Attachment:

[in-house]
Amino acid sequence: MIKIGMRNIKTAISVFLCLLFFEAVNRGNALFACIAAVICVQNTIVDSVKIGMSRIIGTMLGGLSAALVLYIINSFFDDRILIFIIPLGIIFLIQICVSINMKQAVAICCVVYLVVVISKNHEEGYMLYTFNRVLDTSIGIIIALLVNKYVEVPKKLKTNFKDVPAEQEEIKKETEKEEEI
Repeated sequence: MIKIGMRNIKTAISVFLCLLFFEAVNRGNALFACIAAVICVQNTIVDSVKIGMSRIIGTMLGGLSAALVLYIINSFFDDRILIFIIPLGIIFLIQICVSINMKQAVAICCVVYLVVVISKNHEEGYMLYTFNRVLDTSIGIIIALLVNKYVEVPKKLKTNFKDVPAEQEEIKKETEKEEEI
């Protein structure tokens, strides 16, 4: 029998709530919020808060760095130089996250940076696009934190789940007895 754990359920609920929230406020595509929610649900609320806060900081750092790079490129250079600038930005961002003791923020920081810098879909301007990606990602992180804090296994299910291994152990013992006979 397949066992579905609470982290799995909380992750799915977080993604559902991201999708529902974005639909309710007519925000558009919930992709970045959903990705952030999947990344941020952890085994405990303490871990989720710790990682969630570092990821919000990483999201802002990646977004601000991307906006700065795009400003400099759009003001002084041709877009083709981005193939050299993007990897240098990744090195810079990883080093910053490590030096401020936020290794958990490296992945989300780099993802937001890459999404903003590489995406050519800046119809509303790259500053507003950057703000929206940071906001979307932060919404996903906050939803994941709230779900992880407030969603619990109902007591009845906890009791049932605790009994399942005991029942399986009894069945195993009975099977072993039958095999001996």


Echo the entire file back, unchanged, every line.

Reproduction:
[in-house]
Amino acid sequence: MIKIGMRNIKTAISVFLCLLFFEAVNRGNALFACIAAVICVQNTIVDSVKIGMSRIIGTMLGGLSAALVLYIINSFFDDRILIFIIPLGIIFLIQICVSINMKQAVAICCVVYLVVVISKNHEEGYMLYTFNRVLDTSIGIIIALLVNKYVEVPKKLKTNFKDVPAEQEEIKKETEKEEEI
Repeated sequence: MIKIGMRNIKTAISVFLCLLFFEAVNRGNALFACIAAVICVQNTIVDSVKIGMSRIIGTMLGGLSAALVLYIINSFFDDRILIFIIPLGIIFLIQICVSINMKQAVAICCVVYLVVVISKNHEEGYMLYTFNRVLDTSIGIIIALLVNKYVEVPKKLKTNFKDVPAEQEEIKKETEKEEEI
């Protein structure tokens, strides 16, 4: 029998709530919020808060760095130089996250940076696009934190789940007895 754990359920609920929230406020595509929610649900609320806060900081750092790079490129250079600038930005961002003791923020920081810098879909301007990606990602992180804090296994299910291994152990013992006979 397949066992579905609470982290799995909380992750799915977080993604559902991201999708529902974005639909309710007519925000558009919930992709970045959903990705952030999947990344941020952890085994405990303490871990989720710790990682969630570092990821919000990483999201802002990646977004601000991307906006700065795009400003400099759009003001002084041709877009083709981005193939050299993007990897240098990744090195810079990883080093910053490590030096401020936020290794958990490296992945989300780099993802937001890459999404903003590489995406050519800046119809509303790259500053507003950057703000929206940071906001979307932060919404996903906050939803994941709230779900992880407030969603619990109902007591009845906890009791049932605790009994399942005991029942399986009894069945195993009975099977072993039958095999001996």